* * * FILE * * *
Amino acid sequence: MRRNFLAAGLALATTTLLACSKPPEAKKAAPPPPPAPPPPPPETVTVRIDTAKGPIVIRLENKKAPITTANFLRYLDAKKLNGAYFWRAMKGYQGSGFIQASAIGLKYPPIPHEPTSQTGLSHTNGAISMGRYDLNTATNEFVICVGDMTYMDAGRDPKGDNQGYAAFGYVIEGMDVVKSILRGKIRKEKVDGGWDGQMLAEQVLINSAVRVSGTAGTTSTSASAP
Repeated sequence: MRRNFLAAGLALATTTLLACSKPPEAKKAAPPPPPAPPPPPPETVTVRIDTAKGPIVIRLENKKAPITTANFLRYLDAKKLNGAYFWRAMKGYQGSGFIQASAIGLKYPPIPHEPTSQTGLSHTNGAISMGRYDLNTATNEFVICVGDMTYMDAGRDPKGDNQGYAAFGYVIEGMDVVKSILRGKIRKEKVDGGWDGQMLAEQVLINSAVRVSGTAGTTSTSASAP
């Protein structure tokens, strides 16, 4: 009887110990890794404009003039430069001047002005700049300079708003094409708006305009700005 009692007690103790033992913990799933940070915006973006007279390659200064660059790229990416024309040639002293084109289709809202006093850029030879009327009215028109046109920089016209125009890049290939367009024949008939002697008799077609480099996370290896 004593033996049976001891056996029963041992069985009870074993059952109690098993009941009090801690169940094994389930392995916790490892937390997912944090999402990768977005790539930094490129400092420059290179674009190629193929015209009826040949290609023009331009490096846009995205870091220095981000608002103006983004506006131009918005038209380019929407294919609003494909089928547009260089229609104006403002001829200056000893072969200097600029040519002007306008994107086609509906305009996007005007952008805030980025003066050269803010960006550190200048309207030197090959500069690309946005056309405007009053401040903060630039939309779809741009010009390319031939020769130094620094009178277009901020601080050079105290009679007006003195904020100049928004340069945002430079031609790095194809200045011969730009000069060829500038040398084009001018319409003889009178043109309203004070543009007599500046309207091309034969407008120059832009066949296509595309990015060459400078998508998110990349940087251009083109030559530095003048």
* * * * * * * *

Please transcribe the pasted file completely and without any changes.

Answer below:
Amino acid sequence: MRRNFLAAGLALATTTLLACSKPPEAKKAAPPPPPAPPPPPPETVTVRIDTAKGPIVIRLENKKAPITTANFLRYLDAKKLNGAYFWRAMKGYQGSGFIQASAIGLKYPPIPHEPTSQTGLSHTNGAISMGRYDLNTATNEFVICVGDMTYMDAGRDPKGDNQGYAAFGYVIEGMDVVKSILRGKIRKEKVDGGWDGQMLAEQVLINSAVRVSGTAGTTSTSASAP
Repeated sequence: MRRNFLAAGLALATTTLLACSKPPEAKKAAPPPPPAPPPPPPETVTVRIDTAKGPIVIRLENKKAPITTANFLRYLDAKKLNGAYFWRAMKGYQGSGFIQASAIGLKYPPIPHEPTSQTGLSHTNGAISMGRYDLNTATNEFVICVGDMTYMDAGRDPKGDNQGYAAFGYVIEGMDVVKSILRGKIRKEKVDGGWDGQMLAEQVLINSAVRVSGTAGTTSTSASAP
């Protein structure tokens, strides 16, 4: 009887110990890794404009003039430069001047002005700049300079708003094409708006305009700005 009692007690103790033992913990799933940070915006973006007279390659200064660059790229990416024309040639002293084109289709809202006093850029030879009327009215028109046109920089016209125009890049290939367009024949008939002697008799077609480099996370290896 004593033996049976001891056996029963041992069985009870074993059952109690098993009941009090801690169940094994389930392995916790490892937390997912944090999402990768977005790539930094490129400092420059290179674009190629193929015209009826040949290609023009331009490096846009995205870091220095981000608002103006983004506006131009918005038209380019929407294919609003494909089928547009260089229609104006403002001829200056000893072969200097600029040519002007306008994107086609509906305009996007005007952008805030980025003066050269803010960006550190200048309207030197090959500069690309946005056309405007009053401040903060630039939309779809741009010009390319031939020769130094620094009178277009901020601080050079105290009679007006003195904020100049928004340069945002430079031609790095194809200045011969730009000069060829500038040398084009001018319409003889009178043109309203004070543009007599500046309207091309034969407008120059832009066949296509595309990015060459400078998508998110990349940087251009083109030559530095003048």